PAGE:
Tell us about your most recent werewolf related work.
As I write this, I’m finishing up production on the third issue of the werewolf anthology magazine I publish, WEREWOLVES VERSUS. I’ve mentioned it a few times in this interview, and not because I’m trying to plug anything! I’m just genuinely amazed at the quality of the things people have submitted, and it blows my mind that I probably never would have seen or read or heard some of my favourite werewolf media if I hadn’t looked up from my couch one day in May 2015 and said to Tandye “let’s make a magazine”.
Issue 3 should be available to download by the time this interview runs. The theme for this one is “music”, and all 15 of the entries are incredible. Literally every one has made me laugh out loud, cry a little, or stare at my screen with big dumb round eyes and say “whoah”.
Who is your favourite character within your own work and why?
This is going to be the most boring answer ever: it’s the primary antagonist in “Lilly and Jack”, the novel I’m writing. No one has met this character except my wife and a few of my Patreon supporters, back when I had a Patreon. Her name is Helen Morot, and I can’t really say much about her without spoiling her character arc. Let’s just say that she’s not a werewolf, and if she’d picked a different place on the beach to do yoga, dozens of people (human and otherwise) might not have died horribly in western Canada and America during the summer of 2005.
When I outlined the novel I had her in mind as a purposefully one-dimensional character, more a force of nature than a person, but as I work through writing the chapters, I’m discovering that she’s a surprisingly complex person. I feel some sympathy for her, and hopefully the readers will, too, even as she does deeply terrible things to herself and the people who get in her way.
If we limit the list to characters people can read about right now, well, there will always be a soft spot in my heart for Alexis LaPierre. She’s the titular werewolf in “The Librarian”, a short story I wrote for Hic Dragones’ “Wolf-Girls” anthology. She spent many years as a feral creature in the wilds of Canada, living off the land and eating campers and loggers because she could, but something keeps drawing her back to the world of air conditioning, toothpaste and human contact.
Do you have any big upcoming plans relating to werewolves?
There are seven more issues of WEREWOLVES VERSUS, scheduled to come out twice a year until early 2020. I’ll stop when we’ve made ten in total. Those all need planning, editing and producing, and there will be a few Kickstarter campaigns in there too, to help fund two print collections of the issues.I plan to finish the first draft of “Lilly and Jack” before the end of this year. That will be a life milestone when it happens.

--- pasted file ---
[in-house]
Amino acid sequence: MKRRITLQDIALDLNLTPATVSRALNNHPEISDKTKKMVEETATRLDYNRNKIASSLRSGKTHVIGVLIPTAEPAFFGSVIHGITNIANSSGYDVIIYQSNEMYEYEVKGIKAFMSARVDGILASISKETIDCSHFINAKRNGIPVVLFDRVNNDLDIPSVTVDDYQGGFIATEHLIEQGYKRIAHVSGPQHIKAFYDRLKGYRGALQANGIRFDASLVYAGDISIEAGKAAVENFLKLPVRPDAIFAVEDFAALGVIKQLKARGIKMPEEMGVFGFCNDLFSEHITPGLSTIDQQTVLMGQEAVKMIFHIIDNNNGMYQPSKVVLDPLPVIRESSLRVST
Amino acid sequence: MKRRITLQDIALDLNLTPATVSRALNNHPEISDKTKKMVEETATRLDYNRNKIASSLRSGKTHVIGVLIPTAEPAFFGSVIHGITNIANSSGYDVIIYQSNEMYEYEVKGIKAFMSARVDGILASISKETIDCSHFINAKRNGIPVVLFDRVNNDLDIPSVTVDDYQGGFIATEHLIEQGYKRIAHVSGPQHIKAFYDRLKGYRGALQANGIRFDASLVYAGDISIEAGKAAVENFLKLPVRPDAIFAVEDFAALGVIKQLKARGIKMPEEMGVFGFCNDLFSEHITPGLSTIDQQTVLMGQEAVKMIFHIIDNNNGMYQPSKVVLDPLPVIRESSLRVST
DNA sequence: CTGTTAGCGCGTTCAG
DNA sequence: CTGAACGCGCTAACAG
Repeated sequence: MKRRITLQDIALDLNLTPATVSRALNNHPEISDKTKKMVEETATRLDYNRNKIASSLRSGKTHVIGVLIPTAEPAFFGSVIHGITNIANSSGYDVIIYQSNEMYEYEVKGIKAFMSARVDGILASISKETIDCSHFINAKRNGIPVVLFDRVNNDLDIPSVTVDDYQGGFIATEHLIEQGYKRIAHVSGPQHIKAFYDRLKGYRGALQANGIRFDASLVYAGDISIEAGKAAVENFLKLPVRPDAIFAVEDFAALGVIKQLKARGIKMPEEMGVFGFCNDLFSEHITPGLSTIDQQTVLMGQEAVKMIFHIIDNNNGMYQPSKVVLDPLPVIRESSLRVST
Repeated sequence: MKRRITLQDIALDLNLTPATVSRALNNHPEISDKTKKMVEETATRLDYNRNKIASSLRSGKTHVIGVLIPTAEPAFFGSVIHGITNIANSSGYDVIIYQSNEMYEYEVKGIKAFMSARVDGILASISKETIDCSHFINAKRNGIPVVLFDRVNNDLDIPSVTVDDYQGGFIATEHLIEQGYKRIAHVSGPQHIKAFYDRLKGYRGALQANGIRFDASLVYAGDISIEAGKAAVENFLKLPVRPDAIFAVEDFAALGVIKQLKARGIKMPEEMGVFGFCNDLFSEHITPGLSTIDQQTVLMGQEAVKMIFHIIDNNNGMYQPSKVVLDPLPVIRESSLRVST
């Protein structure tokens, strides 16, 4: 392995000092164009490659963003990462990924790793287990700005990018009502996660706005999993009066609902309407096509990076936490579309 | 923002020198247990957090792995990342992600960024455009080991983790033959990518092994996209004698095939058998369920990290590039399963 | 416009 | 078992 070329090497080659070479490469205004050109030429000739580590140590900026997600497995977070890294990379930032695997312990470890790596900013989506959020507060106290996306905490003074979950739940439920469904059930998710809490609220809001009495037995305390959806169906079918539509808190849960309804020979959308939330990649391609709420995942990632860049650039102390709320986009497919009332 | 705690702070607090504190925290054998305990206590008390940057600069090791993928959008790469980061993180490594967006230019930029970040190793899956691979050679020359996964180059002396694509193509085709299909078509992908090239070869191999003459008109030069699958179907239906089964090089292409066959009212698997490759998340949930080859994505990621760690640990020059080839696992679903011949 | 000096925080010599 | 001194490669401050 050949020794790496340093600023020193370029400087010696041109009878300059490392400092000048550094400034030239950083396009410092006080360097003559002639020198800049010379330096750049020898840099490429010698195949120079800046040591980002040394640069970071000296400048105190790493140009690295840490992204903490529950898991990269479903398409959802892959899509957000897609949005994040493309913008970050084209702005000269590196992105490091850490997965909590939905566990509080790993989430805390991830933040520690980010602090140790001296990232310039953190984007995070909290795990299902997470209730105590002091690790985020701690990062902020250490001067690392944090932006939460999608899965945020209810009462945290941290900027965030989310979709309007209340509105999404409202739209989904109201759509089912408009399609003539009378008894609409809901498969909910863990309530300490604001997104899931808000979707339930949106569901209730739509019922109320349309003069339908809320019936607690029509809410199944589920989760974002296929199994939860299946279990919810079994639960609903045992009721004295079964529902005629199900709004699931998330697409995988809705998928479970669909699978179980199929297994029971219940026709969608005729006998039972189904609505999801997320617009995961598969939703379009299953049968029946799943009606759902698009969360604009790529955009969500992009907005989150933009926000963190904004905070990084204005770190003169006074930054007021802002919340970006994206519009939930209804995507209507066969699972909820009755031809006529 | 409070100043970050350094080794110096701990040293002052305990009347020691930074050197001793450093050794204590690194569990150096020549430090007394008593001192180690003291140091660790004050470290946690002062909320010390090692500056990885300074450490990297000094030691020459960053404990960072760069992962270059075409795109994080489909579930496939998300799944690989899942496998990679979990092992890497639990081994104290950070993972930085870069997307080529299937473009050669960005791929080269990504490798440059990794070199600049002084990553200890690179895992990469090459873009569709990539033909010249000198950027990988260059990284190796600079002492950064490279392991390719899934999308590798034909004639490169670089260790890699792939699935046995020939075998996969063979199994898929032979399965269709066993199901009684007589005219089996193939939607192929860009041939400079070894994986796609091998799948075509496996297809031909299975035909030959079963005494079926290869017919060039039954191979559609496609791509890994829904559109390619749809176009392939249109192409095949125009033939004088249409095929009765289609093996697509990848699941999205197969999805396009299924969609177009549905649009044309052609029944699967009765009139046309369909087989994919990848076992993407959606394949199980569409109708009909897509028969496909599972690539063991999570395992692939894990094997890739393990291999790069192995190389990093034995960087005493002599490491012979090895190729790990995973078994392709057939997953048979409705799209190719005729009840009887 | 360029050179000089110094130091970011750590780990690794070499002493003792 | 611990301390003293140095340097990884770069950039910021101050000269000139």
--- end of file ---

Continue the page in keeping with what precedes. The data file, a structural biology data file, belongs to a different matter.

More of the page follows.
Werewolf-wise, the only other thing I want to really commit to in the near future is posting more on Werewolf-News.com. I’m so busy with other things that I only manage a few posts a month, and just as with marathon training or writing a novel, I need get more consistent if I want results I can be proud of.
Where will you be available to meet other werewolf lovers and fans in the near future, if you are doing any outings or signings?
Yes! I will be at HOWL CON in Portland in February 2017. It’s a werewolf convention, and the one in 2015 was the best time I’ve ever had at a gathering. Depending on time, resources and interest, I’ll be there as an attendee, a vendor with Tandye, and/or a panelist. No matter what, though, I’ll be there!
What do you think of the furry movement and do you think it has affected the way people perceive werewolves?
I don’t think furries are a movement with an agenda, they’re a subculture with a goofy, fun and creative vibe. I’m not a part of that particular subculture, although as a collection of interests it does overlap things I’m into, like creature art, costumes and crafting.
I’m not going to generalize about a benign subculture, especially one I’m not part of, but I will say that if you think your status as a furry or a werewolf fan is the most interesting and important thing about you as a person, we’re probably not going to have much to talk about.
I don’t think anyone would draw a connection between furries and werewolves except furries and werewolf fans themselves. Most of the people I’ve met in those two groups either don’t care about the difference, or fight over imaginary boundary lines that no one can agree on. If you’re not part of either group, I imagine the distinction between “werewolf” and “anthro / furry wolf” is easy to make, since one looks like a gross monster that will kill you, and the other looks like a friendly cartoon cereal mascot.
Vampires and zombies have both had some serious popularity in the last few years; what do you think needs to happen to give werewolves that same boost?
I get what you mean, but I disagree with the premise of the question. Werewolves are more prevalent in pop culture than ever before. There are too many books, comics, TV shows and films to keep up with! We just don’t see werewolves represented in popular film and television as often as vampires or zombies because they’re not as easy (or morally comfortable) to turn into sex objects as vampires, and makeup and budgetary constraints make zombies much easier to represent as realistic avatars of horror.